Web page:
FAMILY IN THE NEWS: Rev. Perry Anderson Smith III


Here’s an article I found online…

A Calling That’s Lasted 50 Years
By Hamil R. Harris

When Perry Smith III moved to the District in the 1950s, he had planned to attend medical school at Howard University — an opportunity that wasn’t available in his black hometown of Mound Bayou, Miss.

More than 50 years later, Smith is celebrating his vocation — not as a doctor, but as pastor of First Baptist Church of North Brentwood for the past half century.

During that time, Smith has grown the church from 27 members to more than 3,300, served as a local leader in the civil rights movement, worked to eliminate segregation in Prince George’s County and, most recently, oversaw the construction of an $8 million sanctuary.

“It was a calling,” said Smith, 74, who has used his pulpit to preach liberation theology — identifying God and His promise of salvation with the plight of black people throughout history — along with a politically active social gospel.

Smith is only the fifth pastor in the church’s 102-year history, and in honor of his service, the church has hosted several events, including a banquet, a picnic and theatrical production showcasing aspects of his life.

In addition to his pastoral duties, Smith is a founding member of the Collective Banking Group, a consortium of pastors in Prince George’s County and the District that helps area churches finance projects; a former county NAACP president; and an advocate in the struggle to keep Prince George’s Hospital Center open.

While many churches have moved to more rural settings when they have expanded, Smith and his members have remained in North Brentwood. Even though the community’s narrow streets lined with wood-frame homes offer little space, the church found a way to build its new sanctuary in what used to be the former parking lot.

Smith said the church’s priority was to remain in its longtime home.

“The church is a stabilizing factor in the black community and, while we looked at other locations, we prayerfully decided to remain in this community,” Smith said.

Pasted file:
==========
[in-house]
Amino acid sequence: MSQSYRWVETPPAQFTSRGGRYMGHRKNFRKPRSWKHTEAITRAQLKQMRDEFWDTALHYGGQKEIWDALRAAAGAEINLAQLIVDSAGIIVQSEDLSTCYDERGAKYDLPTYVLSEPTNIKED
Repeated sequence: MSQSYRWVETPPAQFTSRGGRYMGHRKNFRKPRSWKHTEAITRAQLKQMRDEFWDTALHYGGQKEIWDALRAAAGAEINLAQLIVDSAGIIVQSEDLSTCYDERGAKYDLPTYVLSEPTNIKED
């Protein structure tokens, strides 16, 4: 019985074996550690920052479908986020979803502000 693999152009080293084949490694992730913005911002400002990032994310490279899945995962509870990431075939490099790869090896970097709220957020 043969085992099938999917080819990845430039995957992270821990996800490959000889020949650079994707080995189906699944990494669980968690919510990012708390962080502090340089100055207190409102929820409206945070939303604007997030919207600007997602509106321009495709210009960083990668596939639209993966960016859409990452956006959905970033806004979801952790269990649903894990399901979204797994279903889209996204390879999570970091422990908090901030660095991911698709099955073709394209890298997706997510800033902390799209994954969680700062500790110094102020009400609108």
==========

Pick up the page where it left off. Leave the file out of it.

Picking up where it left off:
During his long career, Smith hasn’t hesitated to wage battles against injustice. After attending Howard University School of Divinity and being called to pastor tiny First Baptist in black North Brentwood, Smith plunged into activism.

“Racism abounded in Maryland as it did in Mississippi, and pastors were not only called to preach but to lead their community toward racial integration and desegregation,” Smith said.

In 1961, he was a member of a group of ministers who boarded a Greyhound bus to Tallahassee to integrate the segregated capital of Florida. He also worked with Robert F. Kennedy to implement Head Start and anti-poverty programs.

Smith was also part of a group of ministers, which included the Rev. Martin Luther King Jr., who broke away from the National Baptist Convention, USA in 1961 after it did not fully support the civil rights movement, and joined the newly formed Progressive National Baptist Convention.

Smith said the biggest inspiration in his life was his grandfather, Perry Smith, a business owner in Mississippi. “During the Montgomery bus boycott, my grandfather took me to meet Dr. King,” Smith recalled. He said his grandfather was very politically active.

“He thought that everyone should have the right to vote. If someone wanted to vote, he would pay their poll tax and make sure that they were registered voters,” Smith said.

During the 1963 March on Washington, Smith was standing in the shadows of the Lincoln Memorial when King delivered his “I Have A Dream” speech. At the time, Smith was president of the Prince George’s County chapter of the NAACP, which was waging its own battles to integrate public schools, housing and employment in the county.

Despite his activism, church members say that Smith has remained a devoted pastor.

Smith has a unique ability to know all of the members, even though the church is one of the largest in the Washington area, said Gary Brown, vice chairman of the church’s deacon ministry.

“When we were looking for a church back in 1980, we visited a lot of churches, but this church felt like a family,” Brown said. “The reason for that is Rev. Smith knows everyone by name and what is going on in their lives.”

In the same way he broke away from the National Baptist Convention to be part of King’s movement, Smith has broken the mold as a traditional pastor — whether it is moving his main service from 11 a.m. to 9 a.m. on Sundays so that people can do other things or ordaining women.

“Rev. Smith is not threatened by women,” said Janet Caldwell, one of three female ministers on the church’s seven-member pastoral staff. “He really supports us, not only in the traditional roles of the church but as preachers of the gospel as well.”

“I have tried to keep a family atmosphere here,” Smith said. “When people feel ownership, they support something. I firmly believe in an equal opportunity church.”

(Original Source: The Washington Post)